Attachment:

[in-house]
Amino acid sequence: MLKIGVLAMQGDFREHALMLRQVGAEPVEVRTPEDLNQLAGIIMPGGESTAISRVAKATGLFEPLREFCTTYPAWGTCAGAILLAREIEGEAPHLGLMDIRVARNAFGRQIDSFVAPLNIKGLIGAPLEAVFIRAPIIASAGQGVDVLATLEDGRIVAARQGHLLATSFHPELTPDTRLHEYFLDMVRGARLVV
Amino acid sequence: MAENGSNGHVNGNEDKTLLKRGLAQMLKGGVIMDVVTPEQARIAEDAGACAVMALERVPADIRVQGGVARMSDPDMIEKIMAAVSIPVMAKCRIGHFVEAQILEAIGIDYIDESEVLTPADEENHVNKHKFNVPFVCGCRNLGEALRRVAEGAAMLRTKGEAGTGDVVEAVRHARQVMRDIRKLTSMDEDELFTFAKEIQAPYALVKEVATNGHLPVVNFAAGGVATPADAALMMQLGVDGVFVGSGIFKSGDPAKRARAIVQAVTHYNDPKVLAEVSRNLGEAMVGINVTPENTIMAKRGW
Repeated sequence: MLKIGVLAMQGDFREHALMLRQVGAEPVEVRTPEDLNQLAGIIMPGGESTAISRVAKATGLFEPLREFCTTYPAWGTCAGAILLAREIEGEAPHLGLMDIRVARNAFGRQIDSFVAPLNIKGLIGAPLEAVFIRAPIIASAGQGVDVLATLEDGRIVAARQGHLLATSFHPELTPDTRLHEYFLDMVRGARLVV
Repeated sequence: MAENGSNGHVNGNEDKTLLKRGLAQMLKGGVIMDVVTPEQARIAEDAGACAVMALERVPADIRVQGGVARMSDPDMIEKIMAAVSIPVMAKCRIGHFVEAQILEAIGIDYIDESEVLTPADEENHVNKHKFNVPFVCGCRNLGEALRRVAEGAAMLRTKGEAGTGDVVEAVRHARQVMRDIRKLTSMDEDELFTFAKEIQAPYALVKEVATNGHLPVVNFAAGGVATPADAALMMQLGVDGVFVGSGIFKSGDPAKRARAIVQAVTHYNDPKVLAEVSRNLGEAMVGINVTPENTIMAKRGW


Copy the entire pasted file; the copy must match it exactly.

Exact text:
[in-house]
Amino acid sequence: MLKIGVLAMQGDFREHALMLRQVGAEPVEVRTPEDLNQLAGIIMPGGESTAISRVAKATGLFEPLREFCTTYPAWGTCAGAILLAREIEGEAPHLGLMDIRVARNAFGRQIDSFVAPLNIKGLIGAPLEAVFIRAPIIASAGQGVDVLATLEDGRIVAARQGHLLATSFHPELTPDTRLHEYFLDMVRGARLVV
Amino acid sequence: MAENGSNGHVNGNEDKTLLKRGLAQMLKGGVIMDVVTPEQARIAEDAGACAVMALERVPADIRVQGGVARMSDPDMIEKIMAAVSIPVMAKCRIGHFVEAQILEAIGIDYIDESEVLTPADEENHVNKHKFNVPFVCGCRNLGEALRRVAEGAAMLRTKGEAGTGDVVEAVRHARQVMRDIRKLTSMDEDELFTFAKEIQAPYALVKEVATNGHLPVVNFAAGGVATPADAALMMQLGVDGVFVGSGIFKSGDPAKRARAIVQAVTHYNDPKVLAEVSRNLGEAMVGINVTPENTIMAKRGW
Repeated sequence: MLKIGVLAMQGDFREHALMLRQVGAEPVEVRTPEDLNQLAGIIMPGGESTAISRVAKATGLFEPLREFCTTYPAWGTCAGAILLAREIEGEAPHLGLMDIRVARNAFGRQIDSFVAPLNIKGLIGAPLEAVFIRAPIIASAGQGVDVLATLEDGRIVAARQGHLLATSFHPELTPDTRLHEYFLDMVRGARLVV
Repeated sequence: MAENGSNGHVNGNEDKTLLKRGLAQMLKGGVIMDVVTPEQARIAEDAGACAVMALERVPADIRVQGGVARMSDPDMIEKIMAAVSIPVMAKCRIGHFVEAQILEAIGIDYIDESEVLTPADEENHVNKHKFNVPFVCGCRNLGEALRRVAEGAAMLRTKGEAGTGDVVEAVRHARQVMRDIRKLTSMDEDELFTFAKEIQAPYALVKEVATNGHLPVVNFAAGGVATPADAALMMQLGVDGVFVGSGIFKSGDPAKRARAIVQAVTHYNDPKVLAEVSRNLGEAMVGINVTPENTIMAKRGW